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Jesus Christ Supafly

Reality TV alumnus and Christian spokesdude Matt Smith at DJ's.
Kevin Scanlon

Matt Smith is praying. The waiter at DJ's, an Old Town Scottsdale bar that serves darn good burgers and even better kamikazes, has just dropped off Smith's chicken sandwich, and now -- like every good Catholic boy -- he's bowing his head and clasping his hands and muttering quietly to himself. I try to eavesdrop: Is Smith thanking God for the season he spent as a recent cast member of MTV's The Real World? Is he maybe asking for a cool endorsement deal, or a guest spot on The Osbournes?

In fact, the always-decorous Smith is merely thanking God for this white-meat-on-sourdough sandwich and side of fries. After he crosses himself, he dives in and, around mouthfuls of chicken breast, tells me about life as a reality TV idol and his post-Real World role as a spokesperson for Life Teen, a Catholic youth organization.

New Times: How'd you go from cable network television stardom to Christian teen talking head in Phoenix?

Matt Smith: After The Real World, I went back to Georgia Tech and got my degree in industrial design, moved to New York City and then moved here on September 10. A lot of Real Worlders travel and speak at universities, so I took a job as a spokesperson for Life Teen, which is based out of Mesa. My goal is to do whatever I can do to help the most people.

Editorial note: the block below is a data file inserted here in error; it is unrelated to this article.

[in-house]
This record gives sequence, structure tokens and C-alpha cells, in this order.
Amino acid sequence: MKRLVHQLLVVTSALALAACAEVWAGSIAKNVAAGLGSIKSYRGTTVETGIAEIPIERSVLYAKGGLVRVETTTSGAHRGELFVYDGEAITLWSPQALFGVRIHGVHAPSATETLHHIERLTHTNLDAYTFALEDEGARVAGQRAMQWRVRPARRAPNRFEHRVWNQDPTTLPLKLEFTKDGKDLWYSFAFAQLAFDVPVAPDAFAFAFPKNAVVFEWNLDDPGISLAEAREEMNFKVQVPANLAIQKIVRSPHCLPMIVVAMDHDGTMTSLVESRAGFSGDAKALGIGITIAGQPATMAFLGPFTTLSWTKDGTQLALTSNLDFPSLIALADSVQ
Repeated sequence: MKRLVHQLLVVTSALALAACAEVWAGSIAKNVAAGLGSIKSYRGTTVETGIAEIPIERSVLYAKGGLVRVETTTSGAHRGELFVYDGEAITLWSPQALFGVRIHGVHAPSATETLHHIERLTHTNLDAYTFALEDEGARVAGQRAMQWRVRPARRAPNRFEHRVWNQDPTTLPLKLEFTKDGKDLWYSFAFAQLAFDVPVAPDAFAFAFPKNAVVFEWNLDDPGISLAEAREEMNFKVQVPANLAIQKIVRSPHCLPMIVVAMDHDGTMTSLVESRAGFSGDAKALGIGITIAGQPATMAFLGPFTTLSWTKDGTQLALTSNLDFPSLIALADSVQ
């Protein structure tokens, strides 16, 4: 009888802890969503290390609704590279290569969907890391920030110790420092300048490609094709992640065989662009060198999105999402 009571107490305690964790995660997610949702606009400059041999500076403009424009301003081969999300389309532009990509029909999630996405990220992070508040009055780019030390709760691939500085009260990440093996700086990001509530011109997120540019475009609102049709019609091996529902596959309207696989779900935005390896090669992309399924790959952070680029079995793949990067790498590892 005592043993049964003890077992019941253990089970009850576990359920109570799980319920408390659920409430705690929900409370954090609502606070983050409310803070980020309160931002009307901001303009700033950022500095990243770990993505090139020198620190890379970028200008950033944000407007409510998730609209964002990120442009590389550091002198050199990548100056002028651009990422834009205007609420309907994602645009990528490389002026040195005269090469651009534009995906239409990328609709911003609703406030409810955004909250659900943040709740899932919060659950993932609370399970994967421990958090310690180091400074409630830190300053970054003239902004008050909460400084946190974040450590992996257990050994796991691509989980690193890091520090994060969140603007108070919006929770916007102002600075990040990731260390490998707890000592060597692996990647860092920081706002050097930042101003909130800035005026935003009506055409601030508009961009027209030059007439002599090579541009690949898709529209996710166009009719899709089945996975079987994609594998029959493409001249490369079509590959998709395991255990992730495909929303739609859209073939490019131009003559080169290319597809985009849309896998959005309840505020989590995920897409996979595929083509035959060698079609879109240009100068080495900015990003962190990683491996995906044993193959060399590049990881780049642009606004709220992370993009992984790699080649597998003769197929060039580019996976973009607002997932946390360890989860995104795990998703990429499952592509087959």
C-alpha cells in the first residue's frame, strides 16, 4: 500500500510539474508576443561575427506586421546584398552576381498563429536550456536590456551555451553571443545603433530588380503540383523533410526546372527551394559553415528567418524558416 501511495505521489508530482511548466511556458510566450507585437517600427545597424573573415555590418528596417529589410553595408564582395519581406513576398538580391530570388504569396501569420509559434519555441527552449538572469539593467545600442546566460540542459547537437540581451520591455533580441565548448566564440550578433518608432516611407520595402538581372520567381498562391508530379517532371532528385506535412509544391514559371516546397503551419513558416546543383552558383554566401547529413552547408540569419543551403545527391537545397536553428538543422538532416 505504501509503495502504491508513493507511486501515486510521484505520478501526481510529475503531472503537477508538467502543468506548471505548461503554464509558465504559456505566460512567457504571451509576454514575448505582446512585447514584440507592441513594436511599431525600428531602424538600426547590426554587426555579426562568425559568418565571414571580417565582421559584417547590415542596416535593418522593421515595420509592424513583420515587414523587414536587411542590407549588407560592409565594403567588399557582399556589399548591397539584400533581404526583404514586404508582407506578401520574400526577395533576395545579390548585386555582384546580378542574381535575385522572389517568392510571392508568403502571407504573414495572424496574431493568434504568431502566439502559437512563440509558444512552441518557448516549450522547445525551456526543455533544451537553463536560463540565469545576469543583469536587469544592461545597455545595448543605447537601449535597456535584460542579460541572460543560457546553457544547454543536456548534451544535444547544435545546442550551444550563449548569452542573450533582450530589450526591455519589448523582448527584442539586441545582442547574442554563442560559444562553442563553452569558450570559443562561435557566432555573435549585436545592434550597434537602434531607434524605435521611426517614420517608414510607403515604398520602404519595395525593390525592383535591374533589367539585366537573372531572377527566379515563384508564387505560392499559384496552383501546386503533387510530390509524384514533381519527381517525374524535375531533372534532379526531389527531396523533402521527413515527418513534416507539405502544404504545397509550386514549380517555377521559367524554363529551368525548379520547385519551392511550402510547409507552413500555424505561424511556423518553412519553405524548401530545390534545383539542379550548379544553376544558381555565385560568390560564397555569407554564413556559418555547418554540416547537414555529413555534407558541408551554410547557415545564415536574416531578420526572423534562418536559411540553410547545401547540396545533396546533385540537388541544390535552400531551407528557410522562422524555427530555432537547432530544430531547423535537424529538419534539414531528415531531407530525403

NT: Your nickname is Supafly.

Smith: Supafly! One day, when I was a junior in high school in rural northeast Georgia in Appalachia, I wore a pair of leather pants to school. And my trig teacher said, "Hey, Supafly!" I had never heard of blaxploitation films or anything of that nature, but I liked the name, and since then it's kinda stuck. After college, it was the only name I had.

NT: But on The Real World, everyone called you Matt.

Smith: On The Real World, where every character is quietly jockeying for the lead role, having a name like Tech or Cyrus or Supafly just rushes you to the front of the viewer's attention. My roommates on the show weren't interested in humoring me with a sensational nickname that would exalt me above the rest. They were content with the good old Eurocentric "Matt." I was still called Supafly, but you didn't hear that name in the show.